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A lesson on leadership: One hand washes the other.

Louie Bacaj
Louie Bacaj
2 min read
A lesson on leadership: One hand washes the other.

Where I grew up in The Bronx, in the Italian restaurant that I used to busboy in, I would hear the mafia guys who ate there say, "Don't mention it; one hand washes the other." I was young back then; I started busing tables at 14. But even I could discern that this was about a favor in exchange for another favor. I learned a lot watching them from a distance.

We might look down at this today, but maybe Mafia members know something about human behavior many of us tend to forget. When trust exists, then favors can be handed out generously because there is trust that they will come back in the future.

After all, the origin of "one hand washes the other" included a second part: "one man helps another."

The Mafia rarely consists of nice guys, plenty of wise guys, and the things they value are probably the toughest qualities to find in human beings. This one particular quality trust is so foundational that we tend to forget that without it nothing would be possible. As my online friends recently remined me even in the age of trustless protocols humans operate under a different code. Humanities entire dominance as a species is predicated on trust. Without trust there would be no cooperation and without cooperation there would be no human dominance. People assume one hand washing the other is a bad thing but it's the only thing when it comes to trust.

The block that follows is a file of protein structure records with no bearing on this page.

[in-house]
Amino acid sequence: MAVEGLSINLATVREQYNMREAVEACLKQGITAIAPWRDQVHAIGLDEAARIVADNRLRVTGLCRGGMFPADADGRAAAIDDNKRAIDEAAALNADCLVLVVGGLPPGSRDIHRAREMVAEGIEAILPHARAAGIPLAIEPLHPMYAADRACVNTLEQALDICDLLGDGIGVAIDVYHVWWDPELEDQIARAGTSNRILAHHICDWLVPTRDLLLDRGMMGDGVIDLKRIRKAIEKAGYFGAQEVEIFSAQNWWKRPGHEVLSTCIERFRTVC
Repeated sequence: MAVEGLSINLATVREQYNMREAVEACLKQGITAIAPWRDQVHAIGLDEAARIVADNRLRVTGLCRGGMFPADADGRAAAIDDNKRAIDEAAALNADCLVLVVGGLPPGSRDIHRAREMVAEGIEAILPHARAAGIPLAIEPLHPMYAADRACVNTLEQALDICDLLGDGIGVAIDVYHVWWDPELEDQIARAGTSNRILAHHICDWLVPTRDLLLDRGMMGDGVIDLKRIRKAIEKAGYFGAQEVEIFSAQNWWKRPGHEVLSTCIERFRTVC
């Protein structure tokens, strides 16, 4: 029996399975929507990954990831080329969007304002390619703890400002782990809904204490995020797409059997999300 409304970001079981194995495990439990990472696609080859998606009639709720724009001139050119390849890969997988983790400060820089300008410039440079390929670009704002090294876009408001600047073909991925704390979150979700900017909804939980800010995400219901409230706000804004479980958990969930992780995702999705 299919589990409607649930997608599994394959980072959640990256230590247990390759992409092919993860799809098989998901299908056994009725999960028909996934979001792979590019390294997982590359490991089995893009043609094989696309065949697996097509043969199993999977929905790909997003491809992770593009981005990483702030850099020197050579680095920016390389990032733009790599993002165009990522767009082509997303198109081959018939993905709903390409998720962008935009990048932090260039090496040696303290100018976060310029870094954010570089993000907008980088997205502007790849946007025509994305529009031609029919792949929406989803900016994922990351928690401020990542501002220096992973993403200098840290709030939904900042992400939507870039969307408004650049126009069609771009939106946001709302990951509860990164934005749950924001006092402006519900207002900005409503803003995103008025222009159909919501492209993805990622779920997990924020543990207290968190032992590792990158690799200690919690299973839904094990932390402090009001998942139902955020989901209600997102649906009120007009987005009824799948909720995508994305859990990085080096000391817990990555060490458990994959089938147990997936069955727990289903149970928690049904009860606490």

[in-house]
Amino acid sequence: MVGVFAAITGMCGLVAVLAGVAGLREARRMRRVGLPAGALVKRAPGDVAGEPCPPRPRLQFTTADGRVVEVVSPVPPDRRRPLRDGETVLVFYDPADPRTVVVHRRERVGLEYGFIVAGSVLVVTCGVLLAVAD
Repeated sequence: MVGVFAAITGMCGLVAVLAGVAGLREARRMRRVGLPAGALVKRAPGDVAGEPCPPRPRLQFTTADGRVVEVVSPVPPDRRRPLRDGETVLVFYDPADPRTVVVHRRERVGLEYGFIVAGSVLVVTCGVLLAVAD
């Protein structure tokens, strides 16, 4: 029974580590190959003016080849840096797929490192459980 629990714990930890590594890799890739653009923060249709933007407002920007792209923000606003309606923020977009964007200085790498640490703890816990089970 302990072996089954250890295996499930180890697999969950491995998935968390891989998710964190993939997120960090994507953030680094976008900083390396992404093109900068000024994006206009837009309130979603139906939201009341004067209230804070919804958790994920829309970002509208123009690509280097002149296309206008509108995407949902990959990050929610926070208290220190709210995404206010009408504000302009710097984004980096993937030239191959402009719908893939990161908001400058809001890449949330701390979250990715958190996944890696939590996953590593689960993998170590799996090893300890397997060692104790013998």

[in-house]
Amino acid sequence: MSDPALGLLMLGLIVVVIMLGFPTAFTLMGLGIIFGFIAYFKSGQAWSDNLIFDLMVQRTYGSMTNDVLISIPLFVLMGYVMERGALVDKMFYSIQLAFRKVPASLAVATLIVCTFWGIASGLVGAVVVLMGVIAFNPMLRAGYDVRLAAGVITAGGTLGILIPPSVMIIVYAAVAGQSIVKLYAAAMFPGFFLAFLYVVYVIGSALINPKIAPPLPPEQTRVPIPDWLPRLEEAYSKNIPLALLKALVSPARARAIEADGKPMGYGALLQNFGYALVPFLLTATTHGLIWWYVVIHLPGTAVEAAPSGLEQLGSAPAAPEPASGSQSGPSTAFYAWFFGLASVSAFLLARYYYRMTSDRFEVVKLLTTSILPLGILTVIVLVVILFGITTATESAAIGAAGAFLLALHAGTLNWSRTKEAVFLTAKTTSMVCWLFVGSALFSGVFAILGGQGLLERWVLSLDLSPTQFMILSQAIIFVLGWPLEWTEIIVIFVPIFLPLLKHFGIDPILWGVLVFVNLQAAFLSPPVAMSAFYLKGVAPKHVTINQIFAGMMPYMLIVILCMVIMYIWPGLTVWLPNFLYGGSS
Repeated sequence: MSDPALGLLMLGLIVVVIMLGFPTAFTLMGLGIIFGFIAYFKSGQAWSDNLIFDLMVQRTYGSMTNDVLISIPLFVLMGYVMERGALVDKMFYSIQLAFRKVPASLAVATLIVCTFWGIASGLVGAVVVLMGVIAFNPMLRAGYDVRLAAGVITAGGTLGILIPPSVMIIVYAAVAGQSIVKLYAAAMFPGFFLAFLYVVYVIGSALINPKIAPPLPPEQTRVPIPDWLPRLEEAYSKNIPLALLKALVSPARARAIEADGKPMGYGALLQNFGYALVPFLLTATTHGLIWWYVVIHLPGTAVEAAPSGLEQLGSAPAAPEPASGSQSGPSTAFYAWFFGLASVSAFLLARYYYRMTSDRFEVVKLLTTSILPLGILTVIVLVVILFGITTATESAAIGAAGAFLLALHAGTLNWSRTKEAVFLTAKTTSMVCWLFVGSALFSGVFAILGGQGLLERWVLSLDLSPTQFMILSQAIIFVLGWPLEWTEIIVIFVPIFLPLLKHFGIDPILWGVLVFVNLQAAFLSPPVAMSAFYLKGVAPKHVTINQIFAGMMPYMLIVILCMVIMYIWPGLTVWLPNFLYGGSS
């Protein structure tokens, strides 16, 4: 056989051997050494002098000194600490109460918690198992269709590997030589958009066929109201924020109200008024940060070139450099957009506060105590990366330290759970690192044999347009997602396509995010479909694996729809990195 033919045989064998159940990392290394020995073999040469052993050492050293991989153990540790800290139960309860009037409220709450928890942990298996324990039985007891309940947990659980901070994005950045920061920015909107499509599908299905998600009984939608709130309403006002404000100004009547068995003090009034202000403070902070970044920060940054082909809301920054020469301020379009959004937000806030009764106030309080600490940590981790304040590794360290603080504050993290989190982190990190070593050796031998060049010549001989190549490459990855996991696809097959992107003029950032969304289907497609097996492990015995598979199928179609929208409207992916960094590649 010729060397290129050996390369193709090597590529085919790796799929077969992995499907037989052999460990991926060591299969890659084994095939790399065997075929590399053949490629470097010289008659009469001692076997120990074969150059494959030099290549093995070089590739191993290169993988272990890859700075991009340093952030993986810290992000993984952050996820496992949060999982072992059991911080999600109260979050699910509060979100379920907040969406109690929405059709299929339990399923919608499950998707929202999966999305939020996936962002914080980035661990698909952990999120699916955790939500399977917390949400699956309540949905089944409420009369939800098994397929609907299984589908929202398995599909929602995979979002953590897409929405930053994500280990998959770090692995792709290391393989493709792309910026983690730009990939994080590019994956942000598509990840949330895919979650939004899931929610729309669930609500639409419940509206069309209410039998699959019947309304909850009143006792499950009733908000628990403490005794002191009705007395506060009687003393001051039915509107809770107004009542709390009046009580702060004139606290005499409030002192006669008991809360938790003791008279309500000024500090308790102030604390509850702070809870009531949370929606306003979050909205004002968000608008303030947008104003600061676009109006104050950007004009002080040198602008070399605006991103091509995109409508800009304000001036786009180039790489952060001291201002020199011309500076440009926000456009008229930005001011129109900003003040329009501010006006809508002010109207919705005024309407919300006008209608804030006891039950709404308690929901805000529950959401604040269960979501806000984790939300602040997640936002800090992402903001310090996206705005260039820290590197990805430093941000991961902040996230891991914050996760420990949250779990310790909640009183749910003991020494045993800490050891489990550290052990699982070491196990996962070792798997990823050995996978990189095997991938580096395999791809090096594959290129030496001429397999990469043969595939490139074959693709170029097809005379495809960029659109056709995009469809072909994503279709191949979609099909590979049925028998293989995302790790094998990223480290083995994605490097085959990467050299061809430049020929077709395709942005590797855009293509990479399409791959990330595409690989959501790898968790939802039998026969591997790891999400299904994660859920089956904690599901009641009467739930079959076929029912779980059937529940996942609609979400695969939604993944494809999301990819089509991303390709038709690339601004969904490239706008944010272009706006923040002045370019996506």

The Mafia didn't like to communicate very much because someone was always watching. But if they had trust, they didn't need to communicate. In any interaction between people, the amount of communication needed for them to be in sync is proportional to their level of trust.

Ben Horowitz, in the book What You Do Is Who You Are, says:

"If I trust you completely, then I require no explanation or communication of your actions at all, because I know that whatever you are doing is in my best interests. On the other hand, if I don't trust you in the slightest, then no amount of talking, explaining, or reasoning will have any effect on me, because I will never believe you are telling me the truth and acting in my best interests."

So what did I learn from the Mafia? Trust is incredibly important; you can't lead or have good communication without trust. And nothing builds trust like one hand washing the other, "one person helping another."

Let me stop talking about what I learned watching them before I get whacked.